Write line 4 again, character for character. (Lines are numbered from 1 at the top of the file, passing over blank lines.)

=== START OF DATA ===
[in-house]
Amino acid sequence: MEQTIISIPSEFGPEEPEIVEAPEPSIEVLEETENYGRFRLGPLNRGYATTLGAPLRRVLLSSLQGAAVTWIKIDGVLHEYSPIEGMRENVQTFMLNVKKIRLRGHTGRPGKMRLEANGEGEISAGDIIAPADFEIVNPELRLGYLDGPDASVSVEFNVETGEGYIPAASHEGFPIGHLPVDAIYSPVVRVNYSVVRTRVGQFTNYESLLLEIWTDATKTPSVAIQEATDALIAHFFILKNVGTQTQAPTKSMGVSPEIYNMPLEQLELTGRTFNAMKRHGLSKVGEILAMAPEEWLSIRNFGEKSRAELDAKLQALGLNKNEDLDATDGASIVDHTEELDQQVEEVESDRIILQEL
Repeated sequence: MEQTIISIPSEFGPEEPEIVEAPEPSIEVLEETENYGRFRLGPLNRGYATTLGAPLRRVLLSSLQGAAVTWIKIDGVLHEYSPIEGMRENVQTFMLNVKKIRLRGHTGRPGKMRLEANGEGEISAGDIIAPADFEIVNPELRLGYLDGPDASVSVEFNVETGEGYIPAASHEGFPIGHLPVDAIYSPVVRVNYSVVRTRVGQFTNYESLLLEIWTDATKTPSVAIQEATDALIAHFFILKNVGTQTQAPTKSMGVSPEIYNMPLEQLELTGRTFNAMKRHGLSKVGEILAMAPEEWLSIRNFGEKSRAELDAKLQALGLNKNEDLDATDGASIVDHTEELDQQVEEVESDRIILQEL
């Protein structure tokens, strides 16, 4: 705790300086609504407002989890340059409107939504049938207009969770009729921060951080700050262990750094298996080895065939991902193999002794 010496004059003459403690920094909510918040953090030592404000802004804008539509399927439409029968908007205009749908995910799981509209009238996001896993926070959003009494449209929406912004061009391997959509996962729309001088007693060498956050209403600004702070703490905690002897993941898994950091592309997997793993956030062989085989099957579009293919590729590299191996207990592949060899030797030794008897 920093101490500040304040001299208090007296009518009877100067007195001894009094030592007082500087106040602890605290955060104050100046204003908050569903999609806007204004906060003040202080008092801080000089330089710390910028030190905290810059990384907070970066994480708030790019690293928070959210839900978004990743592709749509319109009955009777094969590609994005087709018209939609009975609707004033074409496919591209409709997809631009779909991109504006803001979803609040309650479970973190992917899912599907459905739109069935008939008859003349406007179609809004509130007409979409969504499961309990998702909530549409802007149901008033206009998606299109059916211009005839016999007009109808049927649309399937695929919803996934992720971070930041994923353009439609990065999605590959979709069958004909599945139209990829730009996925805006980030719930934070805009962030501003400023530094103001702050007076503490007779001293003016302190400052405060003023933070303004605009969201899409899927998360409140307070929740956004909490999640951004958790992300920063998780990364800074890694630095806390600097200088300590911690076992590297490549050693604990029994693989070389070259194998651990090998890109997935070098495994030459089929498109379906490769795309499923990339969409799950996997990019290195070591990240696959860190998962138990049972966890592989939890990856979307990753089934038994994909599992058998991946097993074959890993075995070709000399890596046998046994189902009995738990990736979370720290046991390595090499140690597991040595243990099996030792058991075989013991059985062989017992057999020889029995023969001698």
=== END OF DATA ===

């Protein structure tokens, strides 16, 4: 705790300086609504407002989890340059409107939504049938207009969770009729921060951080700050262990750094298996080895065939991902193999002794 010496004059003459403690920094909510918040953090030592404000802004804008539509399927439409029968908007205009749908995910799981509209009238996001896993926070959003009494449209929406912004061009391997959509996962729309001088007693060498956050209403600004702070703490905690002897993941898994950091592309997997793993956030062989085989099957579009293919590729590299191996207990592949060899030797030794008897 920093101490500040304040001299208090007296009518009877100067007195001894009094030592007082500087106040602890605290955060104050100046204003908050569903999609806007204004906060003040202080008092801080000089330089710390910028030190905290810059990384907070970066994480708030790019690293928070959210839900978004990743592709749509319109009955009777094969590609994005087709018209939609009975609707004033074409496919591209409709997809631009779909991109504006803001979803609040309650479970973190992917899912599907459905739109069935008939008859003349406007179609809004509130007409979409969504499961309990998702909530549409802007149901008033206009998606299109059916211009005839016999007009109808049927649309399937695929919803996934992720971070930041994923353009439609990065999605590959979709069958004909599945139209990829730009996925805006980030719930934070805009962030501003400023530094103001702050007076503490007779001293003016302190400052405060003023933070303004605009969201899409899927998360409140307070929740956004909490999640951004958790992300920063998780990364800074890694630095806390600097200088300590911690076992590297490549050693604990029994693989070389070259194998651990090998890109997935070098495994030459089929498109379906490769795309499923990339969409799950996997990019290195070591990240696959860190998962138990049972966890592989939890990856979307990753089934038994994909599992058998991946097993074959890993075995070709000399890596046998046994189902009995738990990736979370720290046991390595090499140690597991040595243990099996030792058991075989013991059985062989017992057999020889029995023969001698």